A few months ago, Yasin Absir, a SESEC partner emailed to say: “I believe the conversations that occur at SESEC can only occur at SESEC and not other places… That’s why I enjoy coming to the meetings.” As staff of SESEC I couldn’t agree more and I am grateful for the environment we collectively create to allow these conversations to happen.
At the August meeting we intentionally designed a meeting format to allow our community to focus on race and how it impacts our Southeast Seattle community. It was a conversation many wanted to have, as demonstrated by the large attendance and the engaged table conversations.
During the large group discussion, a deep conversation emerged about race, racism, power, and how it impacts our community. Honoring the trust and confidentiality of attendees and space we created I am not sharing specifics of our conversation. Since the meeting I’ve had one-on-one conversations, hallway and parking lot conversations, and emails exchanges with different meeting attendees (we didn’t talk about specifics, more to check in, process, talk about themes and the future of SESEC). The common thread was “It was a powerful conversation and I’m glad it took place.” The second theme and big question is “where do we go next.”
For me the conversation stuck. I’ve been thinking a lot about the meeting, the people who were there, and how we move forward. Racial equity work requires us to think, but then move from thinking to feeling and understanding. Over the past few weeks the stories shared and the intensity of the conversation stayed with me. We must continue to be brave and talk about race and its impact on our community and families. We also need to move beyond talking to action, including building resilient and trusting relationships which allow us to hear each other and hold each other accountable.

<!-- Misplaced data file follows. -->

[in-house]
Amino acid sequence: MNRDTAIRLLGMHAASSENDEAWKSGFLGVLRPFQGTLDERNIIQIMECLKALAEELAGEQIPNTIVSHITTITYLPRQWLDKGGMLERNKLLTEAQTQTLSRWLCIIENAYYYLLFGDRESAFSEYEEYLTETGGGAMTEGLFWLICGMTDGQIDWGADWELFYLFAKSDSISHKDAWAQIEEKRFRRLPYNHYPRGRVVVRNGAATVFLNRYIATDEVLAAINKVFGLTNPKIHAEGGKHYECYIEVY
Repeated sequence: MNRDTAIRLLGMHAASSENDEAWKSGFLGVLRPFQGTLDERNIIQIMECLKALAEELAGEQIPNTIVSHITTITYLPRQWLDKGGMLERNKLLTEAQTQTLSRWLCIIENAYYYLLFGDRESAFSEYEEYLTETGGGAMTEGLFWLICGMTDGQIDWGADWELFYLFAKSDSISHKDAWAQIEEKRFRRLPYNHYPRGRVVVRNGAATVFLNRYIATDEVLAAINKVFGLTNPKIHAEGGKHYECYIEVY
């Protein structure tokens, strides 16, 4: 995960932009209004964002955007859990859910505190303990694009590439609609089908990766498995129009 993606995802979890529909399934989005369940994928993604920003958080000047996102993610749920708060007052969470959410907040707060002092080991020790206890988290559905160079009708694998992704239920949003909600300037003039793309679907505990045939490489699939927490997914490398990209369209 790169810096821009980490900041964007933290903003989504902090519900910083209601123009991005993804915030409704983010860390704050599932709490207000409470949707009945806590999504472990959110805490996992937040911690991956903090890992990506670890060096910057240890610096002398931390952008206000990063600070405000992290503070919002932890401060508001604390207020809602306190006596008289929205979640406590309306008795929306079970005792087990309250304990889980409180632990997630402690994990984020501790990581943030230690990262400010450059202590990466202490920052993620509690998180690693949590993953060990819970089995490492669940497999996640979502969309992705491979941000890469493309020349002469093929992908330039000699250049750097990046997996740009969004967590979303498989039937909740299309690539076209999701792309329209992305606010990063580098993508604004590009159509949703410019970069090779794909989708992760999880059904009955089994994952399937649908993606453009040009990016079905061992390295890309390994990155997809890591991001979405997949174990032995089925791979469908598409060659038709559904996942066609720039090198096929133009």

Where we go next is a re-dedication to using a racial equity lens and focus in our work. As a coalition we will continue to talk about race and racial equity and how it impacts our Southeast Seattle community. We will continue to center our work with communities of color, families and children of color. We ask you, our SESEC community and coalition partners, to continue to show up and hold us and each other accountable to these dedications and goals. We also ask you to join us and be brave for the sake of our community and children.
At our September SESEC meeting Mia Tuan, Dean of the University of Washington College of Education will join us. I’ve invited her to share what the UW is doing to support students of color in SE Seattle and how we can work together to close opportunity and achievement gaps. This is one small way we are working to honor the conversation that happened in August and to move forward as a coalition.
Thank you for your time, your trust, and continued work in supporting students and families of color in SE Seattle.